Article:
This 6’3″, 230lb defenceman certainly isn’t on the young side for a potential NHL signing, but he’s proven over time to be a very good hockey player in basically every league he’s played in. He’s played the last 3 seasons with HV71, and can perhaps be best described as a two-way player, not outstanding in any one area but a good all-rounder. Originally drafted by Ottawa in 2003, Karlsson has had two stints in North America – the first in 07/08 where he played 2 games in the AHL, and the second in 08/09 where he played 73 AHL games and put up 9 goals and 51 points, great totals for any defenceman.
Again, like Holloway, I’m not sure why he didn’t catch on with the team that drafted him, but he seems like a good player. Elite Prospects describes him as follows:
A tall round [defenceman]. Karlsson is mobile, has good passing and a hard shot. He uses his size well and does not hesitate to tackle. Needs to be a little faster and evaluate situations on the ice a little better. High work ethic.
So, skating an game-processing might be minor issues, but there are plenty of NHL defenceman with that problem. Hockey’s Future suggests the same deficiencies, but believes he has good two-way skill and a physical game.
He sounds to me like a good enough player to take a gamble on – I also like that he’s played several times for his country the last few years – if of course he’s willing to come to North America. He’d more likely be on a one-way NHL deal for under $1m for one year, like Jan Hejda when he first came to North America – also an older prospect when he first got here. Teams needing some depth on defence but who can afford to gamble might like him.
CHRISTIAN ENGSTRAND – G – 24 YEARS OLD
2012/13 STATS: 34 GM – 1.89 GAA – .936 SV%
Playing his first full SEL season for Linköping, the young goalie Engstrand performed extremely well, ranking second in the league in save percentage and 5th in goals against average, whilst being 6th in overall wins. At 6’0″, he doesn’t fit the popular mould of a big goalie, but according to Elite Prospects that doesn’t hold him back due to his style:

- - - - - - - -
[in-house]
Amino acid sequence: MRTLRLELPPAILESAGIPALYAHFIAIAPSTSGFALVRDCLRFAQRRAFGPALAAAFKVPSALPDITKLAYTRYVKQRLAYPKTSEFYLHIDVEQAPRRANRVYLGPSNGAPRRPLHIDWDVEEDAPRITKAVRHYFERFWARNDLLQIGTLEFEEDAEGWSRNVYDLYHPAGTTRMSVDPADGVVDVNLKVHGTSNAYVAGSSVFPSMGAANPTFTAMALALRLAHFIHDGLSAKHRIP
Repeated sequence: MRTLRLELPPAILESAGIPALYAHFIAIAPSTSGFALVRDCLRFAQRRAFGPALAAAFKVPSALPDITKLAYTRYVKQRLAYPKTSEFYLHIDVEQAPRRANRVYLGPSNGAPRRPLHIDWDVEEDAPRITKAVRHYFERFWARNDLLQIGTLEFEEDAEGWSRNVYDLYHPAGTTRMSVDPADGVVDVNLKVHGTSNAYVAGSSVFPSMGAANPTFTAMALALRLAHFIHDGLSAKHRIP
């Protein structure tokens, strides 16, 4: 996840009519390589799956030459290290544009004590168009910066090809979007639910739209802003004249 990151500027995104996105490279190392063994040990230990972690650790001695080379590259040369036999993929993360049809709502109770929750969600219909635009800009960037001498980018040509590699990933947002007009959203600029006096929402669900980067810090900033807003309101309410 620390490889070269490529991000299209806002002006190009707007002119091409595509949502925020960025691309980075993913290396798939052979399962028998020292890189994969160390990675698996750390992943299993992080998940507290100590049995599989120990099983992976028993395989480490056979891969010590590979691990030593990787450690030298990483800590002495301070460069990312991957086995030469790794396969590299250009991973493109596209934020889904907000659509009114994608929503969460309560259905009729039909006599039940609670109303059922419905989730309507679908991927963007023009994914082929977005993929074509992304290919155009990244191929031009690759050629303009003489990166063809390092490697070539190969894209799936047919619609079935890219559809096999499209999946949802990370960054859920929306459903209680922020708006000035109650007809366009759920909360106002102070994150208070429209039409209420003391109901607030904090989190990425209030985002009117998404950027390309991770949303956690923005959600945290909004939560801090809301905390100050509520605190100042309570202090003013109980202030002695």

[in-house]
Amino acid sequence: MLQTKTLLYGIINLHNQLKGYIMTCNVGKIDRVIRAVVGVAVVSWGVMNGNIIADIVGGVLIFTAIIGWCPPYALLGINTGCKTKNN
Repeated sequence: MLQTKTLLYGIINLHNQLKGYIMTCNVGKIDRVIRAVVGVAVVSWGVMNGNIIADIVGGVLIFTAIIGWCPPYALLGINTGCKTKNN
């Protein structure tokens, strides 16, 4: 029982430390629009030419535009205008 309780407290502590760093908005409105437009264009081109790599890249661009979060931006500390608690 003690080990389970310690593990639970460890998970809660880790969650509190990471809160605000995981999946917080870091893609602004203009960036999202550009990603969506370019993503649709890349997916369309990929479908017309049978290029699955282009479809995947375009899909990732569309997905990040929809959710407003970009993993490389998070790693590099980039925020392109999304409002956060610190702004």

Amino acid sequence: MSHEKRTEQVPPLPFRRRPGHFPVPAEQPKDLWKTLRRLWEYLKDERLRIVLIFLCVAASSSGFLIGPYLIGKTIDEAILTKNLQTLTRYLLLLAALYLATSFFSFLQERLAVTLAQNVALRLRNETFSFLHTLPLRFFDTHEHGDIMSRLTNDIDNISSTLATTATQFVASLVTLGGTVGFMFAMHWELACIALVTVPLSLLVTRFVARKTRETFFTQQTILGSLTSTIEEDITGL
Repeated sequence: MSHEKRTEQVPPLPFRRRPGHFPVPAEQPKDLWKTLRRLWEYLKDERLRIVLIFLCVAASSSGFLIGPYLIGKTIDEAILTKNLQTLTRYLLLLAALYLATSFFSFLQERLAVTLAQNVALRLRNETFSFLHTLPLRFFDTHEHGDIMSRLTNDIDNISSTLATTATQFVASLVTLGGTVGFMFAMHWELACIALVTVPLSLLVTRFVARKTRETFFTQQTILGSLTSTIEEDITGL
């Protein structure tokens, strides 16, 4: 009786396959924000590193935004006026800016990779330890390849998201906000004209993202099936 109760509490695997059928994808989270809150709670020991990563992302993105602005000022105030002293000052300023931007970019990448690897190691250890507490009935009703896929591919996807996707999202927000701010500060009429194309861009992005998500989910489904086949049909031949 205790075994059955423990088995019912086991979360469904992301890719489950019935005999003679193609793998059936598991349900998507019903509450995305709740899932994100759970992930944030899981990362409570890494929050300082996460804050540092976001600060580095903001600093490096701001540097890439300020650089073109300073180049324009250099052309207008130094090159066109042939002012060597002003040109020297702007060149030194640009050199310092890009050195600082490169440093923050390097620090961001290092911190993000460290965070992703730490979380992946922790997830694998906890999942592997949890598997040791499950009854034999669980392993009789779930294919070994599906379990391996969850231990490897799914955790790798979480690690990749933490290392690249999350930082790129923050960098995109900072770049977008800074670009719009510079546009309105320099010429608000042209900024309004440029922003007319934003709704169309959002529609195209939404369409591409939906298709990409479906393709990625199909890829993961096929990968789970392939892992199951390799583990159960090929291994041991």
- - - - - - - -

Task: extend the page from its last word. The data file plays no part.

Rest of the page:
A butterfly goalie that still stands up more than your average modern style goaltender. Is a very consistent netminder with few weaknesses. Has good confidence, attitude and is very calm in net. Hockey sense is very good, he is fairly good with the stick and has quick reflexes.
A 24 year old goalie with good stats in a top European league and a history of success. Sounds pretty good in my opinion. There isn’t a whole lot of information on him, so I don’t know why he was never drafted, and projecting goalies is witch-craft, but I’d be willing to offer him a two-way contract to come and prove his stuff in the AHL with an eye to potential NHL back-up work depending on his success. I believe he does have a contract with Linköping for next season, and he may wish to stay in Sweden for one more year to further prove himself, but his contract likely does have an out clause should he sign with an NHL team.
Sweden is producing a lot of good goalies these days, and you’re just as likely to pick up a decent one from Europe than from drafting, perhaps more so, and as they’re already further along in their development you’re more likely to know what you have than with an 18 year old.